South Korean President Moon Jae-in unveiled the country’s first domestically developed fighter, the KF-21 Boramae fifth-generation fighter jet, birthed from the KF-X program. The aircraft will eventually replace the aging fleet of South Korean F-4 Phantom II and F-5 Tiger fighters.
The unveiling of the first prototype took place at Korea Aerospace Industries (KAI) headquarters in Sacheon, south of the country. The assembly began on September 2, 2020. The work on the fighter jet concept started in 2015, while the finalized design was unveiled in 2019.
“We have opened a new era of self-defense and also established a historic milestone in the progression of the aviation industry,” Moon said during the rollout ceremony. “We plan to deploy 40 jets by 2028 and a total of 120 by 2032.”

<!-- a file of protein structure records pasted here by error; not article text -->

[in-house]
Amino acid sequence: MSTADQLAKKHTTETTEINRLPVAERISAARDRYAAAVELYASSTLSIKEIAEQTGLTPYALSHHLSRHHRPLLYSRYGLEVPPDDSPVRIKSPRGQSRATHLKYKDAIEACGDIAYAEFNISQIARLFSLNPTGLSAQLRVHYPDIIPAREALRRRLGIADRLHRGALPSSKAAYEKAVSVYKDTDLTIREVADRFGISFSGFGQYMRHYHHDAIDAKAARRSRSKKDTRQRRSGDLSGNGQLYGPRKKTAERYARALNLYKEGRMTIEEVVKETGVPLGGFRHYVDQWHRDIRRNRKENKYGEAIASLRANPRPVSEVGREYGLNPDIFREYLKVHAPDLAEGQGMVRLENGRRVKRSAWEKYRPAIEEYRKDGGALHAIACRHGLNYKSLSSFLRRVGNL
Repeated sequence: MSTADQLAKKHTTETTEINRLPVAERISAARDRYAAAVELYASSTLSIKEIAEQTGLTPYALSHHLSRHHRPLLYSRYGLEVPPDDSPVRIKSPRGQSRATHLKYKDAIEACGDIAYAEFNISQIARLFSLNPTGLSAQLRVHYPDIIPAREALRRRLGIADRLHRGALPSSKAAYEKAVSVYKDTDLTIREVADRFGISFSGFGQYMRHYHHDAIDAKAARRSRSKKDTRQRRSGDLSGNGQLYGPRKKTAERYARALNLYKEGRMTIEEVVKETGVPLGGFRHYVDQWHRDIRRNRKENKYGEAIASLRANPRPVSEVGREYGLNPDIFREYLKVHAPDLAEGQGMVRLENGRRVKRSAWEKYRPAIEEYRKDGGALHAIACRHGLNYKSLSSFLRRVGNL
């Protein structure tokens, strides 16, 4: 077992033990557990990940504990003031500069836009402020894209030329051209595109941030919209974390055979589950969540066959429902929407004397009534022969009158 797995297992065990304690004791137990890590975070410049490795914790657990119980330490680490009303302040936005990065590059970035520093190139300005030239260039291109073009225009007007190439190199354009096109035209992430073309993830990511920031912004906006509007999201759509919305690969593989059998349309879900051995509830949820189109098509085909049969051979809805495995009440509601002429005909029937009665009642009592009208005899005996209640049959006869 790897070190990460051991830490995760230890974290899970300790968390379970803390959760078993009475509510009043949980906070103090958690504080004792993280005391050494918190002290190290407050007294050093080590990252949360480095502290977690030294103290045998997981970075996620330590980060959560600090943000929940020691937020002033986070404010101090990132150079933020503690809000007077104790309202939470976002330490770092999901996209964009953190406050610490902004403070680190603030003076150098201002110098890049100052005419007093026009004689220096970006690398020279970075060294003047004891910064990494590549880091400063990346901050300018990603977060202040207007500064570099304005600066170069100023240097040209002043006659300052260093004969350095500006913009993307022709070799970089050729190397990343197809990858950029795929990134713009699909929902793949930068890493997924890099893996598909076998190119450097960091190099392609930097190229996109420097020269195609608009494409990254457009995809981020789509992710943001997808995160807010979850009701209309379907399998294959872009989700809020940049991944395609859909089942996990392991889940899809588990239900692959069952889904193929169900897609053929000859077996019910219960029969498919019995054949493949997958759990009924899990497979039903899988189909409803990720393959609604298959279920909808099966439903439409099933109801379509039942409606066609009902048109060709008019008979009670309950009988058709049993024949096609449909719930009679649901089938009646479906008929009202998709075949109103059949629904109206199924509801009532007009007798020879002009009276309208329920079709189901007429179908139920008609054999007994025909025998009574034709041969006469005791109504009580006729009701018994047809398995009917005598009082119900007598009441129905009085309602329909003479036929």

The KF-X program is estimated at 8.8 trillion won ($7.3 billion) and is a joint development with Indonesia. GE Aviation is another partner, which will supply F414 engines used on F/A-18E/F Super Hornets and Saab JAS 39E/F Gripens.
“The South Korea-Indonesia joint project to develop a next-generation fighter jet symbolically shows the high level of trust and cooperation between the two nations,” Moon recently said in a meeting with Indonesian Defense Minister Prabowo Subianto.
The finalized aircraft is set to have a maximum speed of Mach 1.81, a range of 2,900 kilometers, and a maximum payload of 7,700 kilograms. It will carry a Korean-designed radar system and a range of American- and European-made missiles. South Korea should eventually become the fourth country to develop a fifth-generation fighter jet, after the United States, Russia, and China.